Technology bellwether IBM's (NYSE:IBM) second-quarter results, reported on Thursday after the market close, demonstrate that the company is feeling few ill effects from a sickly global environment. And despite a big recent run up in the stock, there is still room for more shareholder returns.

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Revenue Results
IBM's third-quarter net revenue fell 7% to $23.6 billion, but fell only 5% when stripping out the impact of currency fluctuations on international sales. In terms of reported results (or including currency impacts) the largest declines came from global financing (down 15.4%), systems and technology (down 11.6%), and global business services (down 11.5%). The rest of the major operating units, including global technology services and software, posted low single-digit top-line declines.

Impressive Sector Growth
Despite the continued sales struggles, total company operating income grew 12.3% to $4.4 billion to account for an impressive 18.6% of sales. Global technology services, which provides IT outsourcing, maintenance and related services to companies, continued its impressive ways as operating income grew 23.8% to account for 40% of total consolidated sales. Rivals include Accenture (NYSE:ACN), which posted an operating margin of 12.5% during its most recent fiscal year. Infosys (Nasdaq:INFY) and Cognizant (Nasdaq:CTSH) also compete in the space and posted operating margins of 30.5% and 19.1%, respectively.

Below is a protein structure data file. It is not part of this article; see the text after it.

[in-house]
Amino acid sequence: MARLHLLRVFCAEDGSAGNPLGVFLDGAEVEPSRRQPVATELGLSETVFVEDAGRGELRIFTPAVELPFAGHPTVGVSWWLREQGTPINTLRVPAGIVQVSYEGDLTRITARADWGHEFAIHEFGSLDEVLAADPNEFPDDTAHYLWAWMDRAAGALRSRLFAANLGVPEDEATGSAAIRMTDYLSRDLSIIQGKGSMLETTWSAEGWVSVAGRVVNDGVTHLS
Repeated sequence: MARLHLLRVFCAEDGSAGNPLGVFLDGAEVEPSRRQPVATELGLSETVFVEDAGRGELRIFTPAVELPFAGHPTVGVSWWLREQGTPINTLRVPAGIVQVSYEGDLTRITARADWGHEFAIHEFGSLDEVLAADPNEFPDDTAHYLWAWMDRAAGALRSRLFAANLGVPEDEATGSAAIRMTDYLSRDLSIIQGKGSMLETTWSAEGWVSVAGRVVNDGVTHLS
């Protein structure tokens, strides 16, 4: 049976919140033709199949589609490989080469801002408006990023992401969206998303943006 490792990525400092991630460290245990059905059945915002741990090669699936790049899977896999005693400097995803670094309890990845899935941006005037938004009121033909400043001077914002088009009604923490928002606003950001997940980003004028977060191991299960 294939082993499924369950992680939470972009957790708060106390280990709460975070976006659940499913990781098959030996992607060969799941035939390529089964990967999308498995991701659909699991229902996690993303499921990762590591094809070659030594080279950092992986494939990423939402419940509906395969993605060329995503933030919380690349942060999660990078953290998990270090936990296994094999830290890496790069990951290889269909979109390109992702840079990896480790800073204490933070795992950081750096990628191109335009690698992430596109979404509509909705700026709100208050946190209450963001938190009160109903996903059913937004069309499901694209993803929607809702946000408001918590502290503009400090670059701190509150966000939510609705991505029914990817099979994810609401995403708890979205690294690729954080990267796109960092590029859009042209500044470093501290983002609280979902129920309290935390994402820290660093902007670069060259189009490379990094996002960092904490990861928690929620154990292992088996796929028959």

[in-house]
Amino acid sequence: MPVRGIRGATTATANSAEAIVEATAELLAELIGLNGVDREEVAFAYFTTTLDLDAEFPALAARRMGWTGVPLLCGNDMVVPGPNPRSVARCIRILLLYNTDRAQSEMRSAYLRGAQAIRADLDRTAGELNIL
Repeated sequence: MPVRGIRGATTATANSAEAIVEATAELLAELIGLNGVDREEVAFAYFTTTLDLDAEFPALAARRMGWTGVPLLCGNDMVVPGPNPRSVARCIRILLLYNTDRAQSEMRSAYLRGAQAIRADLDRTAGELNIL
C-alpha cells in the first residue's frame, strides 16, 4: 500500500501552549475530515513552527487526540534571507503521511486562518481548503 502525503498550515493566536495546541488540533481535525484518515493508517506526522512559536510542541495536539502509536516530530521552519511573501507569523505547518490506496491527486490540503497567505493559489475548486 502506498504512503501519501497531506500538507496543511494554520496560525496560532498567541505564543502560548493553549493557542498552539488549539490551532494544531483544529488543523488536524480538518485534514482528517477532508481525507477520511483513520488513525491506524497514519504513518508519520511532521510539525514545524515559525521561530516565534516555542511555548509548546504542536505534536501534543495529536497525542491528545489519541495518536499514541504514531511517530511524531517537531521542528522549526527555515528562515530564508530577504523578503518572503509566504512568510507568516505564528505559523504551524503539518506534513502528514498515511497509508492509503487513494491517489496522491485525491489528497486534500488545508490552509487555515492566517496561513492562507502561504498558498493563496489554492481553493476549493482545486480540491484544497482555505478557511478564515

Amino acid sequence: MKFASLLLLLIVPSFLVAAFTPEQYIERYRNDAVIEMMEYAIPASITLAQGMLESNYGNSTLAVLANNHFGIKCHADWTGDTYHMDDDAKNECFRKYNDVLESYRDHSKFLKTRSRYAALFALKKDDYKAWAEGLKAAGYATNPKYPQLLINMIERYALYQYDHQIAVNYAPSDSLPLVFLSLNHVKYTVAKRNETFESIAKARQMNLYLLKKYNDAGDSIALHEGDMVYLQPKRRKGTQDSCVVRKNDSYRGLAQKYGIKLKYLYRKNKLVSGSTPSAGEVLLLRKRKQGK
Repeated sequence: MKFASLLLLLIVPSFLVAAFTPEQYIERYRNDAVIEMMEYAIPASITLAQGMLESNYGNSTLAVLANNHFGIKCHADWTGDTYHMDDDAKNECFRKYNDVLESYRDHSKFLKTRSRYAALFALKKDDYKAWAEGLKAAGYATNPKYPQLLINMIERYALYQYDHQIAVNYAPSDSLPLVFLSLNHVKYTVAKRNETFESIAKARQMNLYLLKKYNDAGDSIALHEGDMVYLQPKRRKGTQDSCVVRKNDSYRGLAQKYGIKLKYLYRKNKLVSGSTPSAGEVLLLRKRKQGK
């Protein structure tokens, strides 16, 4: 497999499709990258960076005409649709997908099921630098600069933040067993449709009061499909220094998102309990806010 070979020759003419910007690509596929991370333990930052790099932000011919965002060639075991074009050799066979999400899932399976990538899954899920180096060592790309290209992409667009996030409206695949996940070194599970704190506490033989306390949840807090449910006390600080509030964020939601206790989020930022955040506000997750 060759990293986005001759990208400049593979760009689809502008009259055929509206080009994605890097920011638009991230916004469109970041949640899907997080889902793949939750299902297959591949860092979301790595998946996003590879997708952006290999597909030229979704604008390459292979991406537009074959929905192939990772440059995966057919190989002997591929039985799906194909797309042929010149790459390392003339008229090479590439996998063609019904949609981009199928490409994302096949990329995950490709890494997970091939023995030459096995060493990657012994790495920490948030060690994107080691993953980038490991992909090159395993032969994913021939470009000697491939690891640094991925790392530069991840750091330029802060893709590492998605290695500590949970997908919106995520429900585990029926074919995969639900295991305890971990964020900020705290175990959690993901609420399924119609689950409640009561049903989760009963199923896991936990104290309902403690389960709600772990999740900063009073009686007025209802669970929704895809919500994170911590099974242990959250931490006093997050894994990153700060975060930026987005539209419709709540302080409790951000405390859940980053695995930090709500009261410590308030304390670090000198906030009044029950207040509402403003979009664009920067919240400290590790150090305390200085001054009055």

Beating the Analysts
Despite the mixed profit picture, IBM's diversified business model both in terms of geography and product mix continues to pay dividends in a very difficult global economic environment. It is also a model that others are looking to copy, as witnessed by the recently announced acquisitions of Perot Systems (NYSE:PER) and Affiliated Computer Services (NYSE:ACS). IBM's second quarter earnings growth was no exception, rising 13.8% to $3.2 billion, or $2.40 per diluted share. This came in ahead of analyst projections.

Bottom Line
The software segment has been a major focus for IBM as of late. It expects the software operating profit margin to continue to improve. As a result of strong software trends and growing profitability in the other units, IBM raised its full-year earnings guidance again, this time to "at least" $9.85 per share (up from $9.70) and also boasted it is "well ahead of pace for our 2010 roadmap of $10 to $11 per share." (Explore the controversies surrounding companies commenting on their forward-looking expectations in Can Earnings Guidance Accurately Predict The Future?)

At a current share price of just over $120, IBM is trading at 12.4 times this year's earnings expectations and under 12 times the mid-point of current 2010 guidance. Free cash flow trends are also coming in strong and will only improve further as world growth prospects gain momentum.

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